Brent Holloway is one of our favorite people at Reality Works, as co-author of Sales 2.0, along with our CEO Anneke Seley. He is Regional Sales Director, Witness Actionable Solutions at Verint Systems Inc. As a top notch, get-it-done sales leader, when Brent shares some advice, we all do well to stop and listen. Let’s listen now to what he has to say about the dilemma of personalized email vs. impersonal mass blasts.
When it comes to email marketing, sales and marketing managers frequently weigh the trade-offs between writing effective but inefficient personalized messages vs. efficient but generic mass blast campaigns. How do you choose? Consider the two sample email messages below.
Subject: XYZ Corporation Product Announcement
XYZ Corporation is pleased to announce the introduction of our 7th generation cloud-based super technology. If you are currently on maintenance, you have the option to upgrade with no additional license fees. Attached is a document that summarizes some of the key enhancements and the top reasons why many of our customers will be upgrading to v7. Please contact our sales department if you would like to learn more.
Subject: Update from Eric at XYZ Corporation
I wanted to let you know that we are introducing our 7th generation cloud-based super technology. Since you already use v6 and you are current on maintenance, you have the option to upgrade with no additional license fees. Attached is a document that summarizes some of the key enhancements and the top reasons why many of our customers will be upgrading to v7. Please let me know if you would like to schedule some time to discuss it further.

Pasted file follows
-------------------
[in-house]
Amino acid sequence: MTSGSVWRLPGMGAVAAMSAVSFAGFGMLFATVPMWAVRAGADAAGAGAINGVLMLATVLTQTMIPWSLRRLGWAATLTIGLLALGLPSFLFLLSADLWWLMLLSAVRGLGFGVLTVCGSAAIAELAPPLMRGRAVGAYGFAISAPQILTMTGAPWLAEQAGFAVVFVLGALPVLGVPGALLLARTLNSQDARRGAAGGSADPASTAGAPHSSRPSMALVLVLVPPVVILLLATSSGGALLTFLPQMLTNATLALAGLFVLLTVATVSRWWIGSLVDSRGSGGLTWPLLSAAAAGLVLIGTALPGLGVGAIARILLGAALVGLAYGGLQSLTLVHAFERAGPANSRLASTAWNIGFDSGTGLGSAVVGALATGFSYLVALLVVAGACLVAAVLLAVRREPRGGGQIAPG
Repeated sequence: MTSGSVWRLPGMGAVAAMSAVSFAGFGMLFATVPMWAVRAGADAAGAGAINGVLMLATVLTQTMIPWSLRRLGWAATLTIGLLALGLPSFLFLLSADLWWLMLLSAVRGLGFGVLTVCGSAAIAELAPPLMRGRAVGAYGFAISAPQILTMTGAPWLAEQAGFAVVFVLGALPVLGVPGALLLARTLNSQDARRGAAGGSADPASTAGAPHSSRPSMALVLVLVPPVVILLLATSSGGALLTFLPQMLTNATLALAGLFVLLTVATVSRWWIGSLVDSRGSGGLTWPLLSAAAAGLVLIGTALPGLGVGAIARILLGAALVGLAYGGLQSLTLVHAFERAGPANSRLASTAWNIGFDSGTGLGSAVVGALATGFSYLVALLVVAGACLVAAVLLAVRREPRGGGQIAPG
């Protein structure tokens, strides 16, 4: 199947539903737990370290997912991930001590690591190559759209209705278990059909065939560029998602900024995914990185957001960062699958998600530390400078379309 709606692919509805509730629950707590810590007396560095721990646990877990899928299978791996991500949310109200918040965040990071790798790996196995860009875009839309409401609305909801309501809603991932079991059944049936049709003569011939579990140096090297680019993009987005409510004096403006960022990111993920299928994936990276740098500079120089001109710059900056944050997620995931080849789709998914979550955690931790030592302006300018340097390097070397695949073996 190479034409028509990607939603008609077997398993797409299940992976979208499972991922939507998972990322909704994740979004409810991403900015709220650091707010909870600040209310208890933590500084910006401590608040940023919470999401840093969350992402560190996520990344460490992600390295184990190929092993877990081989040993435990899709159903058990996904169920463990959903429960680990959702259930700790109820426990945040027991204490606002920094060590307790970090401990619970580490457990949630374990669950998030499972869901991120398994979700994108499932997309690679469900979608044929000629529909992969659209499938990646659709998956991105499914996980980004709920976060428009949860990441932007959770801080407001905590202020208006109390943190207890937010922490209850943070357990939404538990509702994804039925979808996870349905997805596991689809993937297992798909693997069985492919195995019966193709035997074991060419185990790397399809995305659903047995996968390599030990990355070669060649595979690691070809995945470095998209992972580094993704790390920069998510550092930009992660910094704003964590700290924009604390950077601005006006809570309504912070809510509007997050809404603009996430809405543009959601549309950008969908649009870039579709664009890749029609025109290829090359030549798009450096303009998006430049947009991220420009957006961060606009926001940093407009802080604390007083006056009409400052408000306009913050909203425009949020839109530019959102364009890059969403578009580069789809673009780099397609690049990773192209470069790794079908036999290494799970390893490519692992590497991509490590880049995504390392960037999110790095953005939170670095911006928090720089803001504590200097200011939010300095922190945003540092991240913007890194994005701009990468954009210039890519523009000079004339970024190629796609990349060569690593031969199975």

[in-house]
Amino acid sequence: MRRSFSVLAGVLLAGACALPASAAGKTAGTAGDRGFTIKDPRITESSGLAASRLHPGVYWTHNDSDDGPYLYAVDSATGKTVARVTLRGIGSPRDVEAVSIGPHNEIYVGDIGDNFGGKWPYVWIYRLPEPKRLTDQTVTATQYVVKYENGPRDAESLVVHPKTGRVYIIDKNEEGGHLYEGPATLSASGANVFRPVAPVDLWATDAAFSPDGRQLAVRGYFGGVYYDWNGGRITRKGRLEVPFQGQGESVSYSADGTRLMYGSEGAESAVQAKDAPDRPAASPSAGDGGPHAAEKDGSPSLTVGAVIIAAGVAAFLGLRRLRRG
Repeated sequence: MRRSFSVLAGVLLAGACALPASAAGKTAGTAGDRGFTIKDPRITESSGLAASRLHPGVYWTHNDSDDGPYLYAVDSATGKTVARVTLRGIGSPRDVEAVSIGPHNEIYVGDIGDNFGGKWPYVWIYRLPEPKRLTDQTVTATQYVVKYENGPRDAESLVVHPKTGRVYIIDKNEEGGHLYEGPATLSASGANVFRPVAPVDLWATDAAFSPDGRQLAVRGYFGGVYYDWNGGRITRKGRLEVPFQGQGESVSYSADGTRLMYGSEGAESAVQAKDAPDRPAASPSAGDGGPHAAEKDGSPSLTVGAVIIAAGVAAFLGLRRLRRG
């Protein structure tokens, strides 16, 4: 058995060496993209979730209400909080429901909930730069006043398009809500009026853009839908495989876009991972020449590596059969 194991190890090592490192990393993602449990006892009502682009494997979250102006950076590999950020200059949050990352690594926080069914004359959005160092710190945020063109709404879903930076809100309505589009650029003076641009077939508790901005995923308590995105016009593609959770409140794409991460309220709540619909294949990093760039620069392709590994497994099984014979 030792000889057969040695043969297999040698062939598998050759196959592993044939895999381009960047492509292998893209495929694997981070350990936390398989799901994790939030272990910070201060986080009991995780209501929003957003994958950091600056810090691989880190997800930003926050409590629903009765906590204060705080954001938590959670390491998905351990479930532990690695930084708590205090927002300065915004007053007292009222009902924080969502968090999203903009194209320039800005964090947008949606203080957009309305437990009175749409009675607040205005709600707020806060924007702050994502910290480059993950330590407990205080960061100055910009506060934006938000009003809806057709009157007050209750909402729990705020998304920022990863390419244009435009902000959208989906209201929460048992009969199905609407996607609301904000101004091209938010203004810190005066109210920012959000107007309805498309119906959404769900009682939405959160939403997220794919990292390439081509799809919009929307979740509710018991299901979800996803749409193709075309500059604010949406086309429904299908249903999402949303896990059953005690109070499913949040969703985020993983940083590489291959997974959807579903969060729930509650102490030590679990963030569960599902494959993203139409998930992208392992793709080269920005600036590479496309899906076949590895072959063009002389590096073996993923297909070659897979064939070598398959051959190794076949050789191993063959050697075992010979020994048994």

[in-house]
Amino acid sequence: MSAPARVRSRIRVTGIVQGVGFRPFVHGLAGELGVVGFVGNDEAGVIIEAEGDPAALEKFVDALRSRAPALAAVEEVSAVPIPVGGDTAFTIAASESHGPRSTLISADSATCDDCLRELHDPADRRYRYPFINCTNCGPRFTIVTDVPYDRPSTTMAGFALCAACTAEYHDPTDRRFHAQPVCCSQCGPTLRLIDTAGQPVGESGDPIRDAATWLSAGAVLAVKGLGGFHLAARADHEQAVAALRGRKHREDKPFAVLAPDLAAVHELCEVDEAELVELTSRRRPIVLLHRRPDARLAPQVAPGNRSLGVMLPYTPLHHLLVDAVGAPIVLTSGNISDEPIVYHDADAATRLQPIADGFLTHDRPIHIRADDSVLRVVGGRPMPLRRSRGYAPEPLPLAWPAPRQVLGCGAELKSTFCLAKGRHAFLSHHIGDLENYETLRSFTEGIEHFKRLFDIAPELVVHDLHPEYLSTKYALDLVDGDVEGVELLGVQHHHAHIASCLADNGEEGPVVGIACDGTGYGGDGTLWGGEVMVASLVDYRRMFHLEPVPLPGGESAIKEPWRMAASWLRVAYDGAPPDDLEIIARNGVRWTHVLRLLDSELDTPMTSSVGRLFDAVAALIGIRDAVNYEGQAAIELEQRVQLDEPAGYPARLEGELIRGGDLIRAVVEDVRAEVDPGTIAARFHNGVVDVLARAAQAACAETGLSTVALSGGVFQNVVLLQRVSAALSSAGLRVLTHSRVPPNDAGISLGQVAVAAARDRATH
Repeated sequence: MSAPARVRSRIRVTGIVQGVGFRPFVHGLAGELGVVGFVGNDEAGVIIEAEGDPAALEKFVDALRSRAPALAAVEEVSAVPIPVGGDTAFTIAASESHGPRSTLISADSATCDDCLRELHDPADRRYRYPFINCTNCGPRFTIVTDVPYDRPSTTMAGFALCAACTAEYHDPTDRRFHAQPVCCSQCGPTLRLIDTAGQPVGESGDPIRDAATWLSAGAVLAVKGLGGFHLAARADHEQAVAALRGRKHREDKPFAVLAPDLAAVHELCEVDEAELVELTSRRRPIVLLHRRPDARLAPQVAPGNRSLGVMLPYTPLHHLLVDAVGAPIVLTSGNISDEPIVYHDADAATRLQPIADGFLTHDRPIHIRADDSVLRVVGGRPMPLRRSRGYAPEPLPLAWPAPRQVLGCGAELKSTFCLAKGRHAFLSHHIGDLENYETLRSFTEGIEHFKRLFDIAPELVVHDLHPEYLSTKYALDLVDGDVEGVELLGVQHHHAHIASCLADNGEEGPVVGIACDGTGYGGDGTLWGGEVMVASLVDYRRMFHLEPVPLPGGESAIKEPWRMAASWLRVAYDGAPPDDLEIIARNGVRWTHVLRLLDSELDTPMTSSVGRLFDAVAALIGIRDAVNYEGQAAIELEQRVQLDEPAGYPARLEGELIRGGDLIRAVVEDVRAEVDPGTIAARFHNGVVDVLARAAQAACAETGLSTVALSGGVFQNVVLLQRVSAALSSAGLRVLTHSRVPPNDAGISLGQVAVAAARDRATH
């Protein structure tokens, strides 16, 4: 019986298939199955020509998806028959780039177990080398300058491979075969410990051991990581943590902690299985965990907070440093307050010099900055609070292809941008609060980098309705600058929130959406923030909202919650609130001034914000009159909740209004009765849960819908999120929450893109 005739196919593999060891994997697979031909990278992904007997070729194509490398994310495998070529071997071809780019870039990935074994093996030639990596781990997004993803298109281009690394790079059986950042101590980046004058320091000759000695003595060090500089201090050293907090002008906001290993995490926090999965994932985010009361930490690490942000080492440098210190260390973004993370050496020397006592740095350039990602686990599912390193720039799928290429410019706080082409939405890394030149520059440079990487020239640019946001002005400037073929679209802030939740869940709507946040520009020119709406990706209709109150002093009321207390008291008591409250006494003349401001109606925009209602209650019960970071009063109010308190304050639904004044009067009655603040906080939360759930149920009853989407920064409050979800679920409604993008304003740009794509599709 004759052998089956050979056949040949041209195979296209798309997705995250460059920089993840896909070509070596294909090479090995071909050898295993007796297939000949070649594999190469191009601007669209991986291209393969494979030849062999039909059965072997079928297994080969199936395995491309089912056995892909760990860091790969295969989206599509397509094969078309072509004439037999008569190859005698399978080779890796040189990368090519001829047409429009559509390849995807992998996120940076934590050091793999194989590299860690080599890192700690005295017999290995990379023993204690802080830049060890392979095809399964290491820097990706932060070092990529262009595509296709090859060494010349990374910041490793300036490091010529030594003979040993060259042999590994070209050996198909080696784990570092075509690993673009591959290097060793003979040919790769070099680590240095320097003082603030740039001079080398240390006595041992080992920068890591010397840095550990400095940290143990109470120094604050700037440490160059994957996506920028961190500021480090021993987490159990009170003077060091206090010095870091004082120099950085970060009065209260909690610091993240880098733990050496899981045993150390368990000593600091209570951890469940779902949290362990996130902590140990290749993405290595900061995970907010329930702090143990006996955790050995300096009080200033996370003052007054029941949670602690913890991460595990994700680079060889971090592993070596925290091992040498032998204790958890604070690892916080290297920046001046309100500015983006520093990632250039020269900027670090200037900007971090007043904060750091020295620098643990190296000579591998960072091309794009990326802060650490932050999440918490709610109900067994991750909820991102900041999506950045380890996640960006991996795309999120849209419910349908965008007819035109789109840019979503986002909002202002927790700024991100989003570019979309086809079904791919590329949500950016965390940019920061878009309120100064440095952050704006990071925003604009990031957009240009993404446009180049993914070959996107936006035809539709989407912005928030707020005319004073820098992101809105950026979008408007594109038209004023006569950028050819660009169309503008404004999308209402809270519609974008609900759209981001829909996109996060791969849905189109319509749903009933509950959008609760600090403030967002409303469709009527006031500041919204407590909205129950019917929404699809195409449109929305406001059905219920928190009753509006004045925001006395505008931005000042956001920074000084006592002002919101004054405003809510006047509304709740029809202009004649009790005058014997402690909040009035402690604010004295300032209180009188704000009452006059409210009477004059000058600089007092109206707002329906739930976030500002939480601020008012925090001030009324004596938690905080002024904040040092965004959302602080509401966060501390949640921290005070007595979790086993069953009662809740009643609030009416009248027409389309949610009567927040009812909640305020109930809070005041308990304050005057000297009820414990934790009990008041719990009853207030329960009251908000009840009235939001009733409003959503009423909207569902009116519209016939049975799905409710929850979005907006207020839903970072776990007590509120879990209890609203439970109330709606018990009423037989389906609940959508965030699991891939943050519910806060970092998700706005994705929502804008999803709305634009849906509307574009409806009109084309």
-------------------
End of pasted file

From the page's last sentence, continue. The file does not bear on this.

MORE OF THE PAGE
Which would you prefer to send or, for that matter, receive? I think we’d all agree #2 is better. Now ask yourself, which message came from a corporate email automation system? #1, of course. (I can hear the “duh!”) But did you know that #2 also came from a corporate email automation system?
Leading marketing automation vendors such as Eloqua and Marketo enable tailored messaging that goes beyond simply entering the customer’s first name in the greeting. For example, you can align each customer with their associated salesperson (this can be done manually or by importing from a spreadsheet), and the appropriate salesperson’s email signature can be automatically inserted at the end to give a more customized feel. Taking it a step further, let’s assume your customers can be segmented into four major product categories. You can write four tailored messages and the email system will insert the appropriate message for each customer, as well. Finally, the content can be written to be intentionally informal to further enhance the feeling that it was hand written just for them. Each customer’s email will appear to come directly from their salesperson and, in the second example message above, if the customer hits reply, the response email will go directly into Eric Reed’s inbox, even though it was sent from the corporate email system.
You bet it does! One large enterprise software company (that prefers to remain anonymous) reported response rates that more than doubled when they used the personalized mass blast approach in the second example vs. the more generic, traditional automated email used in the first.
How many of you have tried a personalized approach to automated email? What have your results been like?